“Goodnight” the White Album track would prove to be so tender, so emotionally charged and so delicate that Lennon decided he was not the right man to bring the song home and instead gave the song’s lead vocal over to Ringo Starr.
Talking about The White Album, John made it clear how he saw things. He wanted the new record to “get on with rocking because rockers is what we really are”. Lennon made no secret of his desire to be more authentic, adding: “You can give me a guitar, stand me up in front of a few people. Even in the studio, if I’m getting into it, I’m just doing my old bit… not quite doing Elvis Legs but doing my equivalent. It’s just natural.
“Everybody says we must do this and that but our thing is just rocking. You know, the usual gig. That’s what this new record is about. Definitely rocking.”
That didn’t mean that the album was without tenderness, however, and one such track which saw Lennon open himself up was ‘Good Night’, a song he wrote for his son Julian. Lennon told David Sheff in 1980: “‘Good Night’ was written for Julian, the way ‘Beautiful Boy’ was written for Sean… but given to Ringo and possibly overlush.”
Speaking in 1968, Ringo Starr noted that it was such a diversion from Lennon’s usual sound that most people thought it was McCartney who had written the song. “Everybody thinks Paul wrote ‘Goodnight’ for me to sing, but it was John who wrote it for me. He’s got a lot of soul, John has.”
It was a sentiment that McCartney himself reflected at the time, “John wrote it, mainly. It’s his tune, uhh, which is surprising for John— ‘cuz he doesn’t normally write this kind of tune. It’s a very sweet tune, and Ringo sings it great, I think,” he continued, a departure for Lennon meant the song had a “very sort of lush, sweet arrangement.”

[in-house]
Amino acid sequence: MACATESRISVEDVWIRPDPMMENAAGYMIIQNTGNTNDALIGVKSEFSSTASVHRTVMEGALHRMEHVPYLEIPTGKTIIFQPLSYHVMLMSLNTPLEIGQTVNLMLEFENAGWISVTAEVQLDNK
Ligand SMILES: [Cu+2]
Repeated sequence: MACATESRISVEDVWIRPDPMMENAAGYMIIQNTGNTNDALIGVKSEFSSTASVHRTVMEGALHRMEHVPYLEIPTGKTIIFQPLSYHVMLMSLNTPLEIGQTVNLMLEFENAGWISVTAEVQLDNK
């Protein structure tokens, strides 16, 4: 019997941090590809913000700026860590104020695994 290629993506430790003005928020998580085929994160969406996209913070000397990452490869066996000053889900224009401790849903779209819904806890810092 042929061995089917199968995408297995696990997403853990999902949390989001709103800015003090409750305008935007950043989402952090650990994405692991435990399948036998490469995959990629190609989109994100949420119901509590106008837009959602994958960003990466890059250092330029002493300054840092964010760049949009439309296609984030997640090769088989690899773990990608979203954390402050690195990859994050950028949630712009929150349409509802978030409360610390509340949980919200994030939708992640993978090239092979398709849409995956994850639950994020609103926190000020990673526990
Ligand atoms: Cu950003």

‘Good night’ is one of the more touching moments on The White Album as Ringo sings out the beautiful lyrics which reflect on fatherhood and offer up sweet dreams to all those who hear it.
“I think John felt it might not be good for his image for him to sing it, but it was fabulous to hear him do it, he sang it great,” said Paul remembering one of the early sessions of the track back in 1994. “We heard him sing it in order to teach it to Ringo and he sang it very tenderly.
John rarely showed his tender side, but my key memories of John are when he was tender, that’s what has remained with me— those moments where he showed himself to be a very generous, loving person.
“I always cite that song as an example of the John beneath the surface that we only saw occasionally… I don’t think John’s version was ever recorded.”